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Khabibulin must rise to next level

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By GARY SHELTON, Times Sports Columnist
© St. Petersburg Times
published April 27, 2003

EAST RUTHERFORD, N.J. - There was blood in the water, and already, you wondered.

The New Jersey team was bouncing around, smiling and hugging and celebrating to beat the Devil. The Lightning looked on, a little glassy eyed, a little lost. And then the question arose.

Would Brodeur have stopped it?

The shot had come from close range, so it's possible he would not have. The Lightning defense had divided like the Red Sea, and you have to take that into consideration. Rebounds can be hard to control, as everybody knows.

Still, you wonder.

With the game on the line, with victory in the air, with possibilities alive again, would the opposing goalie have somehow, some way made the play?

Would Brodeur have stopped it?

We know this much. Nikolai Khabibulin did not. Jamie Langenbrunner snapped a crisp shot off, and the puck bounded off him like a racquetball off a wall. Khabibulin waved at the puck with his stick and missed, and Langenbrunner skated, unchecked by Vinny Lecavalier, and took the puck, glided past Khabibulin and slid it into the net.

Would Brodeur have stopped it?

Maybe. But it's easy to wonder, and there's the rub.

Going into the Eastern Conference semifinals, everyone knew the best hope of the Lightning. Khabibulin had to be the team's best player. Simple as that. He had to be the Bulin Wall. He had to be magnificent.

Two games, two defeats, and he hasn't been. He hasn't been terrible, but he hasn't been terrific.

For the Lightning, that's a terrible tradeoff.

This is the baffling thing about Khabibulin. When he is on, the way he was in that magnificent Game 6 performance against Washington, he can lift a team on his shoulders and carry it to the finish line. He can feed energy to weary players, cover up the mistakes of flawed ones, provide hope to desperate ones. He can amaze you, enthrall you, captivate you.

On the other hand, there have been too many games lately when he also can cost you your hair, times when he allows too many second chances, times when he seems just a heartbeat away from greatness.

Compare that to the consistent elegance of the Devils' Martin Brodeur, the man Khabibulin is expected to match this series. Brodeur is always Brodeur, it seems. As often as any star in any sport, he operates near his optimum level.

Even so, the Lightning led 2-1 with 10 minutes to play and Khabibulin didn't hold it. He has had trouble in the postseason with one-goal leads (he lost three in Game 3 against the Caps) and this time, the puck trickled off Grant Marshall's skates and past him for the tying goal. Would Brodeur have stopped that? Ha. Brodeur would have taken a bite out of that one.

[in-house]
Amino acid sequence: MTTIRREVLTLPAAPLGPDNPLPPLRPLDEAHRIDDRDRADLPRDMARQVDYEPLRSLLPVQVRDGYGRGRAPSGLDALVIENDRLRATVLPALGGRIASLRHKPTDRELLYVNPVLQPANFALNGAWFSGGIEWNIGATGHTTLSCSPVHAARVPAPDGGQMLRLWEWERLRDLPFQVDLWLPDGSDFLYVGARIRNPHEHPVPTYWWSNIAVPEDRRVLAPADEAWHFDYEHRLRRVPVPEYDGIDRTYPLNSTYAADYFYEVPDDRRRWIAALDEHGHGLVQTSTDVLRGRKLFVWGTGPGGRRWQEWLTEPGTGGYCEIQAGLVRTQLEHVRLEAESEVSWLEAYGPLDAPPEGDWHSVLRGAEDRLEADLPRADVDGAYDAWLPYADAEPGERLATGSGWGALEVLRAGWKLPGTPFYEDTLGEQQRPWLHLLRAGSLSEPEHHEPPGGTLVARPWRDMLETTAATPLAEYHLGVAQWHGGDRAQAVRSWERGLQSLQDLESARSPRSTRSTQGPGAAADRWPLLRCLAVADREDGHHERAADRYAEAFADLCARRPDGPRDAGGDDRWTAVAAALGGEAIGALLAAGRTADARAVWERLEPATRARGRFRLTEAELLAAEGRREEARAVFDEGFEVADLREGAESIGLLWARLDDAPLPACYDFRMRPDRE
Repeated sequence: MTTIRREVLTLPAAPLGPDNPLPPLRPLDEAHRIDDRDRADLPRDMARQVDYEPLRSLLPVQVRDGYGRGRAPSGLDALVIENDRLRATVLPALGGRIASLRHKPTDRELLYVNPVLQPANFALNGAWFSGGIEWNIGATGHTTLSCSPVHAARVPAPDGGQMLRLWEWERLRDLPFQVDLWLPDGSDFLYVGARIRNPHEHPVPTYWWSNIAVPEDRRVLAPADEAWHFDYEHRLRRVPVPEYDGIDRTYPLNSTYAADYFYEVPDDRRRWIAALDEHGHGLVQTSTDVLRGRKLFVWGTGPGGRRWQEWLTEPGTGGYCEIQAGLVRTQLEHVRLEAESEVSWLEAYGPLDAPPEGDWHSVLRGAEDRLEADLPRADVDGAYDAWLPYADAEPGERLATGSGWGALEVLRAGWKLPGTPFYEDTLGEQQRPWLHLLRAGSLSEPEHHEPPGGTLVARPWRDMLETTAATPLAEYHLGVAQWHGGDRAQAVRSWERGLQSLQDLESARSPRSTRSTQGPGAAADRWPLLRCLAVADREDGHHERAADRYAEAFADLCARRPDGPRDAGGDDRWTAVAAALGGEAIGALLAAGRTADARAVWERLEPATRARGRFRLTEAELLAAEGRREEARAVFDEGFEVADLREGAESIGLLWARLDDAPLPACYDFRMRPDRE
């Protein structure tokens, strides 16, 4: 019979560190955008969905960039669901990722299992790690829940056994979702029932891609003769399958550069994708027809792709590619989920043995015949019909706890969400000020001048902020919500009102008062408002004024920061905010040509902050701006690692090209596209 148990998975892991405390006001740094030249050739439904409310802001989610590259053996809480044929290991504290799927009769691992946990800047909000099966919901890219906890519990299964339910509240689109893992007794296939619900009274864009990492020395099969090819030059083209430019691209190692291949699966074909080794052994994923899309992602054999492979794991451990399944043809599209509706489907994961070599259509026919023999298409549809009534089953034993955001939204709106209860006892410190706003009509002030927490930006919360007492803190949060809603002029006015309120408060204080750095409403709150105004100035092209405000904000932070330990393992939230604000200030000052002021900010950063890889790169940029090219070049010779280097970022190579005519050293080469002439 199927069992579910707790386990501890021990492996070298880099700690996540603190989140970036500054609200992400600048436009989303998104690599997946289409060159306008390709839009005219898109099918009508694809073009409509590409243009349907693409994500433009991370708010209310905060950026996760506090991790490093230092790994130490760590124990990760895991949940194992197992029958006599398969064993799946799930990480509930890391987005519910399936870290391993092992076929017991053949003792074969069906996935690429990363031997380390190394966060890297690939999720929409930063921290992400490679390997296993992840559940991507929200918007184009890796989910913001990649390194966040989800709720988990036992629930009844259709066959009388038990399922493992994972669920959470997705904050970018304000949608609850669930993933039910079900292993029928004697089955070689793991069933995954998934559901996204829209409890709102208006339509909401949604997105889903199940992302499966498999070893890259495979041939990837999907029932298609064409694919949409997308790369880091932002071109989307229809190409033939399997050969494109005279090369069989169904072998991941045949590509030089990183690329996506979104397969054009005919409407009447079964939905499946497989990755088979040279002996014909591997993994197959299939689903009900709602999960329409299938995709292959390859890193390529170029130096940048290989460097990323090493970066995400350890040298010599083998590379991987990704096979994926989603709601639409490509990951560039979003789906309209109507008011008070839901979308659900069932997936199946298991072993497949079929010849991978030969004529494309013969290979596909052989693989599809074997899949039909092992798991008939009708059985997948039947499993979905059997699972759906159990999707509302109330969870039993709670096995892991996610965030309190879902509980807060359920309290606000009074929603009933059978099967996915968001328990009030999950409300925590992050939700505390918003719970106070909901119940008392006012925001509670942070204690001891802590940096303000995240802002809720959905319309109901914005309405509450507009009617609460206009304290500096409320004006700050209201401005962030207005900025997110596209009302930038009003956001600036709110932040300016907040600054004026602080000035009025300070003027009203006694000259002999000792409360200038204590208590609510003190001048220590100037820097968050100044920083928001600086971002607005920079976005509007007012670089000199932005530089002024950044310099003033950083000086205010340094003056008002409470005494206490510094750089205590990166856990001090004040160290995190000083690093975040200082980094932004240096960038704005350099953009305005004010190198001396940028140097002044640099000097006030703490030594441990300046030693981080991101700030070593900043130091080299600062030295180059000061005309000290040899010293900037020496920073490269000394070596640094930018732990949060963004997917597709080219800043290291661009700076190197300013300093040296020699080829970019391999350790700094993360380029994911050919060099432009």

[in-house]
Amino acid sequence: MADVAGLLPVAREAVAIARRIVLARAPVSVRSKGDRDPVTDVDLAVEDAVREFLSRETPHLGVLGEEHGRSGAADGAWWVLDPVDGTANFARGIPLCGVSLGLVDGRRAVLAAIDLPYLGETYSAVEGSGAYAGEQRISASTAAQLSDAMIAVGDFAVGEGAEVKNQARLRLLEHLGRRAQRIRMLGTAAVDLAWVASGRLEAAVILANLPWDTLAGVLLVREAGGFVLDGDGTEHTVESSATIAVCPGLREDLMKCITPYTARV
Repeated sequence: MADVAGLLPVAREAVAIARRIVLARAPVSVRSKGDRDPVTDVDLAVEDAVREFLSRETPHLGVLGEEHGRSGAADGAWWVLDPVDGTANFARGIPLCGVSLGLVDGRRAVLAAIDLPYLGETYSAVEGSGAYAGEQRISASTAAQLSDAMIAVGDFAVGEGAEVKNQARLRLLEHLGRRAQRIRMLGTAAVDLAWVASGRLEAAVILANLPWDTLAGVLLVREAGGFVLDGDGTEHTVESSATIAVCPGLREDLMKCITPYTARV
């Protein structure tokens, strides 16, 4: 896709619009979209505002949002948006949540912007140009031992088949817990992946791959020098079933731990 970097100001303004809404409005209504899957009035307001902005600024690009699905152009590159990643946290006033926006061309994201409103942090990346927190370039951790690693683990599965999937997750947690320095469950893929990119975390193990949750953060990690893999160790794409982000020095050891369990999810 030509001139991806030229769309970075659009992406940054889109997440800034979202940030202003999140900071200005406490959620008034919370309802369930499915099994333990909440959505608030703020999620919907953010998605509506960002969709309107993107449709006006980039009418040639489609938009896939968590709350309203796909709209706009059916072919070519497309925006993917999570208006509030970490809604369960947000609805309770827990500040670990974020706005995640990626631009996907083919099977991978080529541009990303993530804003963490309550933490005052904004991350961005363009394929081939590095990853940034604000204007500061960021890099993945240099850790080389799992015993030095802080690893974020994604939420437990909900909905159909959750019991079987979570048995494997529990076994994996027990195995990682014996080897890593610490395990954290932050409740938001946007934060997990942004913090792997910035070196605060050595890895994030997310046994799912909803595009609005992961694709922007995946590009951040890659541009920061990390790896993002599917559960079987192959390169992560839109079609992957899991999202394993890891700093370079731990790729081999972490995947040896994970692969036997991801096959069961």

To contrast, consider the save Brodeur made on Martin St. Louis in the third period. The Lightning led 2-1, and another goal might have buried the Devils and evened the series. But even as Brodeur was splayed out, he reached up and plucked St. Louis' shot out of the sky to keep the game close.

It was a more difficult play, frankly, than either of the last two goals Khabibulin gave up.

Okay, here comes the requisite paragraph for goalie defenders: Yes, the goals were tough chances. Absolutely. Yes, there was traffic. Definitely. Yes, it is a lot to ask. No argument.

On the other hand, Khabibulin is a world-class goalie. It isn't too much for a team built around him to ask for an above-and-beyond play to turn a game around. And isn't part of greatness the ability to allow teams to count on it?

The Lightning has played eight playoff games this year, and Khabibulin had one A-plus game. Maybe he gets an A-minus for Game 5 vs. Washington, but if you give him more than a B for any other game you're grading on the curve.

Call it greedy, but the Lightning need Khabibulin to be better than this.

Frankly, now would be good.

We can assume the Lightning feels much the same because when coach John Tortorella was asked if he was disturbed about the amount of second chances the Lightning was giving up, he said this: "Yes."

Torts, in other words, was a tad snippy after the game. He was asked six questions, and he answered them in exactly 70 words - the length of this paragraph - before stalking out of the room. Considering his team is two games down, and he says some players are satisfied with winning one round, and Vinny Lecavalier is invisible, and the power play produced nothing, that's a true economy of words.

If Tortorella is going to feel better anytime soon, it most likely will be because of his goaltender. That's the paradox of the position. The more often you're average, the more your team counts on you to rise above it.

As for Khabibulin, he shrugs. Rebounds are hard, he said. He didn't see the second goal, he said.

"I think you can always play better," Khabibulin said. "I'll try to be better next game."

Perhaps he will be. The most endearing part of this Lightning team has been its ability to take a punch. It's a resilient lot, and it will not go away quietly.

If the Lightning is going to get back into this series, however, we all know where it starts. It starts by Khabibulin turning back into a great player.

Can he be as good as Brodeur?

If the Lightning is to win, he'll have to be better.

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